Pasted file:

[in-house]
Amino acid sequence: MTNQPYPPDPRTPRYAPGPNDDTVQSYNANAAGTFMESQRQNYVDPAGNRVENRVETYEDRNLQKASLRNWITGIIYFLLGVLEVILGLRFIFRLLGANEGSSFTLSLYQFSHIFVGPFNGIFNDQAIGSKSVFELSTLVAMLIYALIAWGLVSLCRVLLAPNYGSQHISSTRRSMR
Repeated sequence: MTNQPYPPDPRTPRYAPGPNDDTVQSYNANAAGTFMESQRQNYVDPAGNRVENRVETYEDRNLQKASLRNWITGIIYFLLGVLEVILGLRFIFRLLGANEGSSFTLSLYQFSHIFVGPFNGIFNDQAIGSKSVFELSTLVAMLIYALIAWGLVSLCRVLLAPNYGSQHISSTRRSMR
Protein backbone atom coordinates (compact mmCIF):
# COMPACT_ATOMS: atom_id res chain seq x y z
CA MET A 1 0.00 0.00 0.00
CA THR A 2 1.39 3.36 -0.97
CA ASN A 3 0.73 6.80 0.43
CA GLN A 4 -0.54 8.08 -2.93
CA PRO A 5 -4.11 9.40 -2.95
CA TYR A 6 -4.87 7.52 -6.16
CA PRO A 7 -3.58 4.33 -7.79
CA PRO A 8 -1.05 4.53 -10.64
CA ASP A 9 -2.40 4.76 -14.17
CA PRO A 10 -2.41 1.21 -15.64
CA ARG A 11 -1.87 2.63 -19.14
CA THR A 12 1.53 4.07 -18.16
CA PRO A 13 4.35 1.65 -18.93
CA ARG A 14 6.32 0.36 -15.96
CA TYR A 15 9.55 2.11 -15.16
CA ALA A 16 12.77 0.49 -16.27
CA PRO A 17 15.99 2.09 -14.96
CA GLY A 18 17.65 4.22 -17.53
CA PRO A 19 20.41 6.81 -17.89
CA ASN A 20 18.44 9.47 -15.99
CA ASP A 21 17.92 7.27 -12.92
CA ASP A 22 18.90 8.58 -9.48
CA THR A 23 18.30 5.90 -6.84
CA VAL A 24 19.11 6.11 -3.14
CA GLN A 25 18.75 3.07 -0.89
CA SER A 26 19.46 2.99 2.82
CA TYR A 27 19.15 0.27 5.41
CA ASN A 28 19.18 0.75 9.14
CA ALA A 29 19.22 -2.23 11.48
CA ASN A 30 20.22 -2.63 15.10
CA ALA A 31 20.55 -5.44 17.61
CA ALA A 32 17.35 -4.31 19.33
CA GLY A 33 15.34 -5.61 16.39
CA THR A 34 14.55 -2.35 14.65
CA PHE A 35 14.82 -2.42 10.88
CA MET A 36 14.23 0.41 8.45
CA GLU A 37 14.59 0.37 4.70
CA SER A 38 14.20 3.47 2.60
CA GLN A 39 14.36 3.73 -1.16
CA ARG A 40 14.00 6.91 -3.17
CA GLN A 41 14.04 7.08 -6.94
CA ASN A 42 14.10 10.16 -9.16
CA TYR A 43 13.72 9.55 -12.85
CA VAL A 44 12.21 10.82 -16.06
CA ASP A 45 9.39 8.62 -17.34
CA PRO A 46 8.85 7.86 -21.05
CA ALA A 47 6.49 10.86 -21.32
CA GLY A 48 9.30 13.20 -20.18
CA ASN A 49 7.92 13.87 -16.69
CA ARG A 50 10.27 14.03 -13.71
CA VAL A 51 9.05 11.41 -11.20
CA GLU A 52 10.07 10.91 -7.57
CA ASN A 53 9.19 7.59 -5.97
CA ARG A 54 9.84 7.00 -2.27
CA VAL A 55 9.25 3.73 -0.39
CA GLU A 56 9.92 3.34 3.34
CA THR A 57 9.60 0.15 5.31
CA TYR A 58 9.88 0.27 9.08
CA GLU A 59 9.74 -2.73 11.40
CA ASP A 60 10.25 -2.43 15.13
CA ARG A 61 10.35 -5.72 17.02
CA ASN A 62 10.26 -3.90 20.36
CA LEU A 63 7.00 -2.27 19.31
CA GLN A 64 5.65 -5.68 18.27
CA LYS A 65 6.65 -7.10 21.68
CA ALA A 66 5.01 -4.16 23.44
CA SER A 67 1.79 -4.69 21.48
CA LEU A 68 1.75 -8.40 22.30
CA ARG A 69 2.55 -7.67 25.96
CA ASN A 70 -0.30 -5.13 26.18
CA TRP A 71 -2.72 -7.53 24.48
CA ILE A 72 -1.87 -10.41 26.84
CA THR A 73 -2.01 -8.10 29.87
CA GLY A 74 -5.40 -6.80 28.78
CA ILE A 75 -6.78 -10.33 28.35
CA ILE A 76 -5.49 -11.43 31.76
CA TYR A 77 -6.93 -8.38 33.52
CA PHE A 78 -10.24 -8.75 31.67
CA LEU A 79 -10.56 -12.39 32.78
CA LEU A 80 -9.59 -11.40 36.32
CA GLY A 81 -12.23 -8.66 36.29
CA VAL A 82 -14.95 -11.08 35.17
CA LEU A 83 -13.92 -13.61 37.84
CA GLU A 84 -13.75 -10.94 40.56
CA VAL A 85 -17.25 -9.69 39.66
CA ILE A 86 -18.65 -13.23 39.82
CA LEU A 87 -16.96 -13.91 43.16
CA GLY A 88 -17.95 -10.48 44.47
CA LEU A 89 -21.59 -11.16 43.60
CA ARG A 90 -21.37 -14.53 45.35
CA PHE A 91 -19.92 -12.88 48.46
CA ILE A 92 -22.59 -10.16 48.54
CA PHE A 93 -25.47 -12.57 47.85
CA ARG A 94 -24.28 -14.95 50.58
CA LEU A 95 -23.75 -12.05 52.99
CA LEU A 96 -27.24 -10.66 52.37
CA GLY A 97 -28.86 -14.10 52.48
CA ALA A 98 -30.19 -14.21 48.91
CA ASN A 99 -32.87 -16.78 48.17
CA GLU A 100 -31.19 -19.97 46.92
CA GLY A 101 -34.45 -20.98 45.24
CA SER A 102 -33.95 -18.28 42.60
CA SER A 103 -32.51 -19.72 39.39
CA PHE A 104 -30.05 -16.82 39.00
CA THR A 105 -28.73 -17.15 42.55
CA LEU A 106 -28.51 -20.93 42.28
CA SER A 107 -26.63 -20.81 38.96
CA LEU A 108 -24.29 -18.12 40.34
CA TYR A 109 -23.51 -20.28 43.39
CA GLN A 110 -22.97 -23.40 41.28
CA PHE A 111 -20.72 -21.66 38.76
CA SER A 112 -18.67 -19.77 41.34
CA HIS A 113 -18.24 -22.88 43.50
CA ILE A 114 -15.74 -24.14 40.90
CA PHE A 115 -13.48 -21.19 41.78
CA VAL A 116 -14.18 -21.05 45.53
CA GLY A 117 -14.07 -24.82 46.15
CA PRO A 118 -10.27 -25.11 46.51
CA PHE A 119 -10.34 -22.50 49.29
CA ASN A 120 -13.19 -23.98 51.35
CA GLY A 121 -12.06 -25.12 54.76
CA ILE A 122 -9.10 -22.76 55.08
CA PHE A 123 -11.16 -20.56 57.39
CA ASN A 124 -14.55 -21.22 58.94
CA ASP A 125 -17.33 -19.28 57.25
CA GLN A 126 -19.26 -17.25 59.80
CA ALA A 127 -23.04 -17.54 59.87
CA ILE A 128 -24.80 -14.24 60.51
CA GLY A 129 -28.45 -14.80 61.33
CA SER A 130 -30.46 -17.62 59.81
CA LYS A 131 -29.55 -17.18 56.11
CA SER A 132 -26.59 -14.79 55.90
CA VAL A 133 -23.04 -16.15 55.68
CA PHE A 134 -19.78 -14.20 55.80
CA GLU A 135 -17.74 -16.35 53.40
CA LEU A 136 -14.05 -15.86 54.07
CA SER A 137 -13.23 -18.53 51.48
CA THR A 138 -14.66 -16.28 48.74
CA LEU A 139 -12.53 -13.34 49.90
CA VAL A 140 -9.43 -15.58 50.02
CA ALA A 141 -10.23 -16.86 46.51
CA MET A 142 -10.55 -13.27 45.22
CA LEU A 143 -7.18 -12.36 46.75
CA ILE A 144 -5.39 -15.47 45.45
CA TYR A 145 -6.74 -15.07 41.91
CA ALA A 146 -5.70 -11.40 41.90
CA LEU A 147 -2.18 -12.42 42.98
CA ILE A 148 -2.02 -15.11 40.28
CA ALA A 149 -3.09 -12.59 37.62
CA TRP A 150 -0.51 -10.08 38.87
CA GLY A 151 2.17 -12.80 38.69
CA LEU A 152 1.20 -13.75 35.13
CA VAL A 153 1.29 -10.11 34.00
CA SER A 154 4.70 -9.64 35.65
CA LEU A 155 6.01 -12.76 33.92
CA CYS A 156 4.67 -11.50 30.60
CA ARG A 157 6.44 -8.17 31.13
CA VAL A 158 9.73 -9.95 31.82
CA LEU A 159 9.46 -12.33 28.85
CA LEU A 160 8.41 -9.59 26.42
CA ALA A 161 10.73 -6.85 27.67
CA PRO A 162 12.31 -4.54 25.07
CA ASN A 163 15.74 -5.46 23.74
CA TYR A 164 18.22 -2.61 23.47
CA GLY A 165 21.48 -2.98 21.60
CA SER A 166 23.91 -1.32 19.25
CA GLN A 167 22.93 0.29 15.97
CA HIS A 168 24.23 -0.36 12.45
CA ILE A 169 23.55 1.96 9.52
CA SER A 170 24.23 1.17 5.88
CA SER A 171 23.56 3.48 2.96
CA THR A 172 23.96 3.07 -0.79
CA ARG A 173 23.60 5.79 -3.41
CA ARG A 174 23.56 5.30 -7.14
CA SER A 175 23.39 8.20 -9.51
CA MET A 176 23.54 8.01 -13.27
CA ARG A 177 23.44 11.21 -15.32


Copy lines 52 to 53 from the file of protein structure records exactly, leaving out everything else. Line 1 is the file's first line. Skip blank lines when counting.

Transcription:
CA ALA A 47 6.49 10.86 -21.32
CA GLY A 48 9.30 13.20 -20.18